We have won the evolutionary battle against Neanderthals and a number of other pre-human species, probably because of our aggression. So you take the combination of a young species that’s highly aggressive, somewhat clever and does not like to cooperate very much, and you end up with us! And so if you keep going in that direction and you pay attention to what the scientists are saying who study things like what is happening on the planet, it’s really scary, like we have 10 years! In 10 years it all falls apart. Well nobody wants to hear that so it’s denied and set aside.

But at some point where it really starts to crack, that is the opportunity. Like if enough people make the right choice at that time, everything works out well.

>>Rick: Yeah, I’d like to think, maybe it’s optimism but I’d like to think that the upwelling of consciousness and interest in all these types of things is in direct response to the crisis that is coming down on us, and that hopefully …

>>Dean: It may well be, yes.

>>Rick: Yeah, and that hopefully it will be one of those nick of time kind of things, where enough … which it’s interesting because in a lot of stories like the Lord of the Rings and so on, things just happen in the nick of time, you know? Things just kinda work out … and Frodo manages to get to the pit of fire, and Gollum bites his finger off, and the ring goes in, and that’s it – boom, and things change.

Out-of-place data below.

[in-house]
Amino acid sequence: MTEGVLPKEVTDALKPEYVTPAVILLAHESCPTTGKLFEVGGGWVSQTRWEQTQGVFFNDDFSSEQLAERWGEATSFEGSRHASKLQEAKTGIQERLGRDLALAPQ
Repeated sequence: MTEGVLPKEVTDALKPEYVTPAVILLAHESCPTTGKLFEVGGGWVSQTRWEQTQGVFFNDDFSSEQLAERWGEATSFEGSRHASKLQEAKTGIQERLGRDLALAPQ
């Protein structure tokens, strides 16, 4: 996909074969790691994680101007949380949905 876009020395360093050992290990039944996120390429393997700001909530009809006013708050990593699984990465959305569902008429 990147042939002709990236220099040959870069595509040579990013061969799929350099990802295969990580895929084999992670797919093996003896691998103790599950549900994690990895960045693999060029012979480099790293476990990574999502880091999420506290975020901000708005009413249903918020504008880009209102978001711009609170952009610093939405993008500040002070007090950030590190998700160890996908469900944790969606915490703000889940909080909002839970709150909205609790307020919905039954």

So it’s sort of like nature doesn’t often …well, switching back to the real world but often we don’t get a lot of padding in terms of getting everything neat and tidy and resolved way ahead of time, you know? It’s just sort of nick-of-time.

>>Dean: Yeah, it doesn’t make for good story.

>>Rick: Yeah.

>>Dean: I have friends of mine who are religious scholars, scholars of religion, thinking of Jeff Kripal in particular.

>>Rick: Yeah, I’ve interviewed him.

>>Dean: Yeah! So his notion it that we’re writing our story. It’s almost literally like some aspect of us or a collective mind is writing a narrative and then that narrative becomes us, it’s a two-way street. So you don’t want a story that is just laying everything out in a plotting way, nobody would watch that, so maybe these perils of Pauline episodes are something that we do collectively because it makes, you know, it’s like the spice of life.

>>Rick: Yeah, maybe it is, and if creation is God’s Leela then God is enjoying this play and making it as dramatic as possible, otherwise you get bored.

>>Dean: Yeah, otherwise you get bored! If it’s too predictable then you know, why do I need to watch this?

>>Rick: Yeah. Here’s a question that came in, it might take us in a slightly different direction but we’ve actually been alluding to some of the things in this question. This is from Wesley in Cottage Grove, Oregon, who asks: “Dean, can you talk about UFOs and the context channeling? Are you familiar with the “Law of One,” also called “the Ra Material”? It’s a channeled work channeled by Carla Rueckert in the 1980s, reported to be an E.T. collective consciousness called Ra. Even if you aren’t familiar with that material Dean, can you speak about the possibility of E.T. channeling?”